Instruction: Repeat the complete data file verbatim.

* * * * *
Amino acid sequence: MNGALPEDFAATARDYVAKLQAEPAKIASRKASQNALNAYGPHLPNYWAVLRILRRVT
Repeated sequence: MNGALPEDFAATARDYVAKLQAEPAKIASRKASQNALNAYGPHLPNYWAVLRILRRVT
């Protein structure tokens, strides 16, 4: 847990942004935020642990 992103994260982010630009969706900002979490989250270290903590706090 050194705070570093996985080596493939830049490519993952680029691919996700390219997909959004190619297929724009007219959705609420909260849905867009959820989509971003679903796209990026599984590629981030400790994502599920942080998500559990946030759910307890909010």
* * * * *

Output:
Amino acid sequence: MNGALPEDFAATARDYVAKLQAEPAKIASRKASQNALNAYGPHLPNYWAVLRILRRVT
Repeated sequence: MNGALPEDFAATARDYVAKLQAEPAKIASRKASQNALNAYGPHLPNYWAVLRILRRVT
């Protein structure tokens, strides 16, 4: 847990942004935020642990 992103994260982010630009969706900002979490989250270290903590706090 050194705070570093996985080596493939830049490519993952680029691919996700390219997909959004190619297929724009007219959705609420909260849905867009959820989509971003679903796209990026599984590629981030400790994502599920942080998500559990946030759910307890909010």